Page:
Indra subspecies in Utah
  The Southeastern Area

Next lets look at the kaibabensis (purple) minori (magenta) regions of Utah and Arizona. Papilio i. kaibabensis grades into minori as one leaves the Kaibab Plateau and this occurs relatively rapidly. In fact there is a sharp drop in frequency of kaibabensis morphs as one leaves the Kaibab Plateau. I have attempted to illustrate this change on the range map. However P. i. kaibabensis phenotypes do extend well northward into Utah, but they get quite rare. The following two photographs show specimens from populations just north of the Kaibab Plateau in northern Arizona.

Echo Cliffs minori-like (top) and kaibabensis for comparison

A minori-like specimen from Lees Ferry with a wide hindwing postmedian band.

By Moab (about 220 miles north of the Kaibab Plateau) only about 1 in 20 individuals is indistinguishable from kaibabensis (see next photo), however a good number of intermediate phenotpyes are still present.

Moab kaibabensis-like specimen. Note the broad expanse of blue scales on the hind wings and lack of postmedian bands.

By the north end of the Tavaputs Plateau in Utah, true kaibabensis morphs are gone.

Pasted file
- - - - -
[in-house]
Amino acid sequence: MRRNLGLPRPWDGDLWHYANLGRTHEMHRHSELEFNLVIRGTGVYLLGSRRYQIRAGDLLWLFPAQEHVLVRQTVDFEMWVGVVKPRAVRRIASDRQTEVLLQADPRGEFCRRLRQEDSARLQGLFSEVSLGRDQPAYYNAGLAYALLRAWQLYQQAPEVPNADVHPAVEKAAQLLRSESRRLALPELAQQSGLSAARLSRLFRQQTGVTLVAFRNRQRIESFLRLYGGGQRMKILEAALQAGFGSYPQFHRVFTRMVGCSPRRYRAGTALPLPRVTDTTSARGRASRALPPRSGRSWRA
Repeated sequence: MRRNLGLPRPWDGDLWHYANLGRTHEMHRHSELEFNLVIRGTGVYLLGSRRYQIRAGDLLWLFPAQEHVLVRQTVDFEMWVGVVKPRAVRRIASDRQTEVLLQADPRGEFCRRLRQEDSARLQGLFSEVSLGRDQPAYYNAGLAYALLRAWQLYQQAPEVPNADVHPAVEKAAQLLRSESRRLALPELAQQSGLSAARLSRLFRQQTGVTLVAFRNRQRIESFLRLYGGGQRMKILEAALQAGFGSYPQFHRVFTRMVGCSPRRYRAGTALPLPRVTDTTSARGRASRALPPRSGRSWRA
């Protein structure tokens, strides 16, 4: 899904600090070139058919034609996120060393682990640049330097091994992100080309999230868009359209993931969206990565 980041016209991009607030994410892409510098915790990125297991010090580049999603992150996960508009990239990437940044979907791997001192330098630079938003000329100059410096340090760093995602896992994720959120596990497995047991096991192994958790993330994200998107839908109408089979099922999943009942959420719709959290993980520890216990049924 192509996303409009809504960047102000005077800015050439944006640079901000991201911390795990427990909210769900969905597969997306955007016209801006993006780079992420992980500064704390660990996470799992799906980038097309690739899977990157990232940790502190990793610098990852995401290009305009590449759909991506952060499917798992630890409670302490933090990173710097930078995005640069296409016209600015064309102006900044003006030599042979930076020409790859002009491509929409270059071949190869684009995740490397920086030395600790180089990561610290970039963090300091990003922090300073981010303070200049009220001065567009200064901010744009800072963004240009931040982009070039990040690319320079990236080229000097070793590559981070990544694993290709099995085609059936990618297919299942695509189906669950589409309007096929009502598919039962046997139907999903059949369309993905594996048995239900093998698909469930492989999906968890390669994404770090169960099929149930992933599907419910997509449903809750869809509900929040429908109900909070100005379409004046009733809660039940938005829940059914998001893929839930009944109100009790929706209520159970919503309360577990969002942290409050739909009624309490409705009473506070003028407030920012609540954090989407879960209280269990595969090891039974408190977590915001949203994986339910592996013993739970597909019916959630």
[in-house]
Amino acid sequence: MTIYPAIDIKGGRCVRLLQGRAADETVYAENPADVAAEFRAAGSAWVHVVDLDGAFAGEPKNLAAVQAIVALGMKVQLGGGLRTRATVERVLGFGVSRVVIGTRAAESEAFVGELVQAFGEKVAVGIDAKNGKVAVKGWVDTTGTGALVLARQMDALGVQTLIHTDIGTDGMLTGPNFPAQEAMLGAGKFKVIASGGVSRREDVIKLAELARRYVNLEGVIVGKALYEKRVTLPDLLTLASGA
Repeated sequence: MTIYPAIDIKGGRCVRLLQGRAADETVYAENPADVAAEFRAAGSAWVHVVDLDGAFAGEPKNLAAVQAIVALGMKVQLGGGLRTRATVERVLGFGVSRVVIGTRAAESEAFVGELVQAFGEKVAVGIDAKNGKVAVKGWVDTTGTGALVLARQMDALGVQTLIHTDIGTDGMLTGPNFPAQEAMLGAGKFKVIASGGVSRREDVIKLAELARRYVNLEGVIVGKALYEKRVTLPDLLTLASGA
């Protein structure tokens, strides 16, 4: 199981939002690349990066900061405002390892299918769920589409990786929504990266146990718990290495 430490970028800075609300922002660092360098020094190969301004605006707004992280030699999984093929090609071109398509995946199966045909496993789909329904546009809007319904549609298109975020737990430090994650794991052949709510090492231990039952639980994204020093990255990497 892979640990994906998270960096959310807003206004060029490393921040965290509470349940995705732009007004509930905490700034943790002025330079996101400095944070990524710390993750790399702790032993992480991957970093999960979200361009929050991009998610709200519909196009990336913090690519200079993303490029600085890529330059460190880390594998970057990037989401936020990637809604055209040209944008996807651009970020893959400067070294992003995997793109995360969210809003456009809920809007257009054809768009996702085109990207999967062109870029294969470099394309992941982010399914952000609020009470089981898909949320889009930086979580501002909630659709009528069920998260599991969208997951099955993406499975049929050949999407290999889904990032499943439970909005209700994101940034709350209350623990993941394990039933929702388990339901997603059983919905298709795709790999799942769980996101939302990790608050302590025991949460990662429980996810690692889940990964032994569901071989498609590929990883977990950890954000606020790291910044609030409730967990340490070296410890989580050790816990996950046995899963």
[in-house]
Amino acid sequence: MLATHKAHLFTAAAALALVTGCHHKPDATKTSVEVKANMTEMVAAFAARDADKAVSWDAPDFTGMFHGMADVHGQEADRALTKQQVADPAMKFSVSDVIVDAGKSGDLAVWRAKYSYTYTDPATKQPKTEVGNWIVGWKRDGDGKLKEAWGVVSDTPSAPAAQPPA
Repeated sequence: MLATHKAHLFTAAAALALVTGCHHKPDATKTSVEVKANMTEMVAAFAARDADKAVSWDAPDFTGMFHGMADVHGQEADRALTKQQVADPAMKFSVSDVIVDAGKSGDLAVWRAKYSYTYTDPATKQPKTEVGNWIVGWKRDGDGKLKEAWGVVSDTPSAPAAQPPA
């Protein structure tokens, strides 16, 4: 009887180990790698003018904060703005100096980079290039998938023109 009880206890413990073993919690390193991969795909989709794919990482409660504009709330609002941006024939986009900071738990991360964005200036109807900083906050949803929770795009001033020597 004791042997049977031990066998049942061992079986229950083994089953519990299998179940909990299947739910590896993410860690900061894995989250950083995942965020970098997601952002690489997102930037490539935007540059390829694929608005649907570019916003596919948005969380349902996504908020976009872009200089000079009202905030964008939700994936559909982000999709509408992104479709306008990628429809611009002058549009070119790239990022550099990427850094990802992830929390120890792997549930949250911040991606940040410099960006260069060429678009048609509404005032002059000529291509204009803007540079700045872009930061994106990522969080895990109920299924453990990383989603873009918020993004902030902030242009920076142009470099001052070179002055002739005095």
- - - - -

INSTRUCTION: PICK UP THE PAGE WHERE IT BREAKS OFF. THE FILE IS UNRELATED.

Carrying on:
There is an unusual situation at the Coconino Rim on the east flank of the Kaibab Plateau. Here there are minori-like morphs within 15 air miles of kaibabensis populations. I have tried to illustrate this on the range map. Of the 37 Coconino Rim specimens examined none are kaibabensis morphs and most show little or no influence from kaibabensis genes. In fact several specimens from the Coconino Rim have wider postmedian bands than typical minori from near the type locality in Colorado. An example of this is illustrated below.

Coconino Rim wide-banded adult Coconino Rim female (right) and kaibabensis female

This is an interesting situation in that kaibabensis influence appears to spread very far northward into Utah, yet it is insignificant or appears to be nonexistent just 15 miles to the ESE at the edge of the Kaibab Plateau.

As a final note, minori specimens from southeastern Utah are significantly larger than those taken at Black Ridge Breaks (minori's type locality) in Colorado. When studying the LFPs in these two areas the reasons for the size differences become clearer. Lomatium eastwoodiae at Black Ridge Breaks is a very small plant when compared to L. parryi or Cymopterus terebinthinus var. petraeus in southeastern Utah. L. eastwoodiae also tends to dry up by mid Summer while L. parryi and C. terebinthinus var. petraeus are more persistent. These populations are apparently well adapted to their LFPs' morphologies and phenologies.

Northeast Utah